Sampling is a significant process, not the least to this present research study, as it is “the selection of a subset of a population for inclusion in a study”, and if done properly and accurately, it can provide valid results that are useful (Daniel 1, 2012, p.1). Besides the objectives of the research study, the sampling should be done in conjunction with other significant choices including research design as it involves the data collection and analysis (2012, p.7). As for this research, the mixed-method research design has been chosen which means that this has implications for how the sampling procedures will be carried out. Throughout the years, the sampling strategies have been adjusted in correspondence to the ongoing modifications of technology, cultures, the legal environment among others (Daniel 2, 2012, p.3), and all of which has different impacts on the research conduction. As previously mentioned, if the sampling procedures done properly, it will save the researcher’s time, effort and other resources all the while bringing the insightful results. Departing from Derek Layder (2013), I have adapted and applied the strategies of problem sampling to this research study’s sampling procedures. Meaning that, the sample does not necessarily represent the population from which it has been selected but it rather reflects the research problems and questions that are the objectives of the examination (Layder, 2013, p.3). These samples will serve as the data for this research because of their relevance and richness that are appropriate for in-depth study. It is noteworthy that problem sampling can be applied to both qualitative and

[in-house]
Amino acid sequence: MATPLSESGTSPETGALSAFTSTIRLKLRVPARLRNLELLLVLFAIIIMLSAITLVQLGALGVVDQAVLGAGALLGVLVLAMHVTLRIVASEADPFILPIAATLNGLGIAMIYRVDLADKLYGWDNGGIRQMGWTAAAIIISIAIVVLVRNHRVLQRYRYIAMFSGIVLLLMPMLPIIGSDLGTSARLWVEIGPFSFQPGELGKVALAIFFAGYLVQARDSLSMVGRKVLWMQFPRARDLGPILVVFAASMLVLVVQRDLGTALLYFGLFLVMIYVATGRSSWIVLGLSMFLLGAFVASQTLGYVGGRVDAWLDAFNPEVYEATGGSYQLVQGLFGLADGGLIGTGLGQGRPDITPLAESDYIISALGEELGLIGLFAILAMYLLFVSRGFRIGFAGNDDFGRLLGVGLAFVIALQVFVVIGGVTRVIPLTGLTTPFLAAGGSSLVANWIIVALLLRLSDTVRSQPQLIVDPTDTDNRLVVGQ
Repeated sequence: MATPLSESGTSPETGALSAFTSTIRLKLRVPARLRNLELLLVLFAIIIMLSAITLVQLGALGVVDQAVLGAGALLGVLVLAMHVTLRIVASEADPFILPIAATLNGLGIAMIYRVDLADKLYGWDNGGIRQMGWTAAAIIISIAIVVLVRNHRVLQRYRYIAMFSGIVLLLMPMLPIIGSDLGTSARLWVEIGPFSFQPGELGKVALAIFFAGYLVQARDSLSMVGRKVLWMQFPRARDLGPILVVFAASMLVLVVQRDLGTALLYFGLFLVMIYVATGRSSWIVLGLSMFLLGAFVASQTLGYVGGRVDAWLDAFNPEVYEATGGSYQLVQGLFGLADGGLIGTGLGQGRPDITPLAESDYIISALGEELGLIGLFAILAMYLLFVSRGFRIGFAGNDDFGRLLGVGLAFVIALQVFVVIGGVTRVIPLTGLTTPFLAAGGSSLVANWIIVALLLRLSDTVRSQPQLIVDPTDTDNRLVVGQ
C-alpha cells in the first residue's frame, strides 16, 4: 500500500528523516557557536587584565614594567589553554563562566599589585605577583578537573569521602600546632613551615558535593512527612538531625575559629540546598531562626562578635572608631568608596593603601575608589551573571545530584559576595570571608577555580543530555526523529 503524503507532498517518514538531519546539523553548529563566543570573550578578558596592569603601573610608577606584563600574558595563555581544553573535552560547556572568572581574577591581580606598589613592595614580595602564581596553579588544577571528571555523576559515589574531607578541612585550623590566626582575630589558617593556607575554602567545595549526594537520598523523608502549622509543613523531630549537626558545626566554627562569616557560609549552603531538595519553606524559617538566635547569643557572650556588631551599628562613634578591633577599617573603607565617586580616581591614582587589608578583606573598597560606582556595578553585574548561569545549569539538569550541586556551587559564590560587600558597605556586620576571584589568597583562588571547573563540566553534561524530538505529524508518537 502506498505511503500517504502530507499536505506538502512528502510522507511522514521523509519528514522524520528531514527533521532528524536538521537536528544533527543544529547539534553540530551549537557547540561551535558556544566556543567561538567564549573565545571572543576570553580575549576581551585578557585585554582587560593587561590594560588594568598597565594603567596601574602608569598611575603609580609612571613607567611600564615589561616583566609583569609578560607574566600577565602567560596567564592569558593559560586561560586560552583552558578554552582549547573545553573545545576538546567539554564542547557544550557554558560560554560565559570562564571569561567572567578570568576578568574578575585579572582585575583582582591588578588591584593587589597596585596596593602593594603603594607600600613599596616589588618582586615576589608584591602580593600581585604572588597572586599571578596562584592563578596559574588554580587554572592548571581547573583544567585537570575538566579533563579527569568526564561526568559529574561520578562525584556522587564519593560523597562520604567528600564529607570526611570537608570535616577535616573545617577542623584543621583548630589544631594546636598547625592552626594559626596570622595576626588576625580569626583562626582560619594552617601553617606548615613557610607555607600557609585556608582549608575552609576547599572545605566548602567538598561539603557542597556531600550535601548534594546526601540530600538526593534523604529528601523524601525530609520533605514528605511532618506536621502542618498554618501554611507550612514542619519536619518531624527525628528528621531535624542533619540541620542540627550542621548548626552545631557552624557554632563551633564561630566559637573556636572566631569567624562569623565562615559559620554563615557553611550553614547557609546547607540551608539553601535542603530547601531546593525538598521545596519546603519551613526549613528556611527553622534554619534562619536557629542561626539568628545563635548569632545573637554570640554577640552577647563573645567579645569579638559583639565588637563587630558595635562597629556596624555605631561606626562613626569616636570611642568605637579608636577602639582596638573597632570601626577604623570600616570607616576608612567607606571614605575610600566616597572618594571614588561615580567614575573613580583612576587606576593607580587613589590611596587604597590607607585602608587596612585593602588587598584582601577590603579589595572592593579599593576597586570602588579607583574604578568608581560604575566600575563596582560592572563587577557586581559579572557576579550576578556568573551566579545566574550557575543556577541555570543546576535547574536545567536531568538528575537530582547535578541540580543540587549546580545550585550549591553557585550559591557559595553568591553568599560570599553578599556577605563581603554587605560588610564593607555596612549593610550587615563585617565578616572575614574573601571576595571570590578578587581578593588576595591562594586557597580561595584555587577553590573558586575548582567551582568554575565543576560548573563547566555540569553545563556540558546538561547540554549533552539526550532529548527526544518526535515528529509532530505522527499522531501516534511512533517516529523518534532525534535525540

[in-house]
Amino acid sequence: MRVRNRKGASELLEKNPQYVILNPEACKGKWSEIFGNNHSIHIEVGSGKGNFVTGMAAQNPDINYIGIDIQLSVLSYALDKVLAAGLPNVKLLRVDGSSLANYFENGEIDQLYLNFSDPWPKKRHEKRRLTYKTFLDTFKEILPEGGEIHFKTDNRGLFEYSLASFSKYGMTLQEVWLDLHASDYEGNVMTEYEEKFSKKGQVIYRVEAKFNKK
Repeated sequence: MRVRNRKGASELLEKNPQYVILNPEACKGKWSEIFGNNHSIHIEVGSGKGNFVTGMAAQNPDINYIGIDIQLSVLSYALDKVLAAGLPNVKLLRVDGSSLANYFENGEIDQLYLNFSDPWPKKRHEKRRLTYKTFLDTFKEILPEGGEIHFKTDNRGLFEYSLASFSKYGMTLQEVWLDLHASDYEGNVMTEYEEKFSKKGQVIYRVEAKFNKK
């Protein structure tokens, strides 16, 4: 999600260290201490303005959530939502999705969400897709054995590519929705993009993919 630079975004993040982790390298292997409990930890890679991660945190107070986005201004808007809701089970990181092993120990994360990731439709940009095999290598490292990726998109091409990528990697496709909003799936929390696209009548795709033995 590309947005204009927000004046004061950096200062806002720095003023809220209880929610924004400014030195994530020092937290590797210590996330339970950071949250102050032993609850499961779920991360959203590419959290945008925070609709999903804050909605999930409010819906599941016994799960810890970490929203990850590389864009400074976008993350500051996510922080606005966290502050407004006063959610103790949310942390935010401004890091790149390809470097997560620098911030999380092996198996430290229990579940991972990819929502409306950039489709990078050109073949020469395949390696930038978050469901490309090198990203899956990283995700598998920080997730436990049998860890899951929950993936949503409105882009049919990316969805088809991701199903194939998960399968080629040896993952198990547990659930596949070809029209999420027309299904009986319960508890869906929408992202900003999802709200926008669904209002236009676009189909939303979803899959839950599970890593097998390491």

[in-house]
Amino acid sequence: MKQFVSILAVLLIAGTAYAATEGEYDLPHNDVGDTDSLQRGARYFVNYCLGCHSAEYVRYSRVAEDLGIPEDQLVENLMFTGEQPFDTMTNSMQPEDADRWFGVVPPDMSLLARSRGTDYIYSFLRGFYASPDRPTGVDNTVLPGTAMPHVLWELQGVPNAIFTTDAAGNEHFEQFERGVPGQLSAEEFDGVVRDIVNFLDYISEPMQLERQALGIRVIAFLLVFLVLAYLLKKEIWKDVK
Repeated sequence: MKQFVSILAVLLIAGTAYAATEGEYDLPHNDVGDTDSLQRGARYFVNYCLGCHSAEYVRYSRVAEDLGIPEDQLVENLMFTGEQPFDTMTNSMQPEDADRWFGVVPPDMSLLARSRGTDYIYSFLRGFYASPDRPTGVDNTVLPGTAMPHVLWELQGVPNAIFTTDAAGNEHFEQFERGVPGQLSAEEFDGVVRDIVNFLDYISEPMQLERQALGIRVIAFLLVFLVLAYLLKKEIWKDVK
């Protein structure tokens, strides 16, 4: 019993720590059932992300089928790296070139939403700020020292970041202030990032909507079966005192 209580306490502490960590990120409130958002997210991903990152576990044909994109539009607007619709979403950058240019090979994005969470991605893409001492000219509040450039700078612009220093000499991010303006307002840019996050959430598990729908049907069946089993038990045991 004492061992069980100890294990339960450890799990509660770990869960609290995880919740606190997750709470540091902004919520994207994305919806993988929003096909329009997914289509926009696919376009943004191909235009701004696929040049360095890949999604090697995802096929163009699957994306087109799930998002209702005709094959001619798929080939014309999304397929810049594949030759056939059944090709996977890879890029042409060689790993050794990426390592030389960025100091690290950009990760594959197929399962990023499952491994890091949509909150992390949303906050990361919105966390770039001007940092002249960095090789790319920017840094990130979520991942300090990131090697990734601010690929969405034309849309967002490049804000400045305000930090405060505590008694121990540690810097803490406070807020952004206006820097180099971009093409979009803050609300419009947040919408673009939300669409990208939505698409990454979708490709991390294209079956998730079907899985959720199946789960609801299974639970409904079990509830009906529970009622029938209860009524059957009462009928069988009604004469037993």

quantitative research designs (ibid.). The size of the sample was also determined in relation to other components of the research study (Daniel 3, 2012, p.2) as well as to the limitations of resources. However, for the problem sampling, the size is less significant than the richness of the selected cases and the analytical capabilities of the researcher (Layder, 2013, p.14). Considering the scale of this research and limitations of resources, three episodes have been selected for a deep reading and theorizing, which include nos. 22, 29 and 30. The criteria for the selection has been based on their relevance to the objectives of this research. In learning more about the ABG’s perspectives on the development of Asian American representation in media, episode 22 with the title A sian American Women in Media was selected. Simply, the topics that are discussed in this episode shed light on the representation of Asian American women in media, the importance of relatability versus influence, and the impacts that the changes in media landscape have on today’s Asian American women (AsianBossGirl, Episode 22). To prompt questions regarding the ABG’s perspectives on themselves as Asian American, episode 29 with the title Asian Women - Do We Fit the Stereotypes? was selected. It discusses the stereotypes applied to the women of Asian descent and how each of the podcast hosts could relate to them (AsianBossGirl, Episode 29). Lastly, episode 30 was selected, with the title Pursuit of Yappiness, since it interviews with one of the co-founders of the independent Asian American media production company Wong Fu Productions, was selected. The selection of this episode was on the basis of the rich content that reflects their understanding of cultural, social, political and economic complexities within the Asian American community in the United States. From this perspective, they discussed the topics around the model minority myth (AsianBossGirl, Episode 30) which has widely been spread out and perpetuated in media. In order to answer the third research questions regarding the listeners’ responses to the content produced by the ABG, I therefore have come up with strategies for how to collect relevant data but it is noteworthy to mention that the direction of the research will become more apparent as asserted by Layder as the conduction unfolds (ibid). How these strategies have been applied in practice will be presented in detail in the following sections.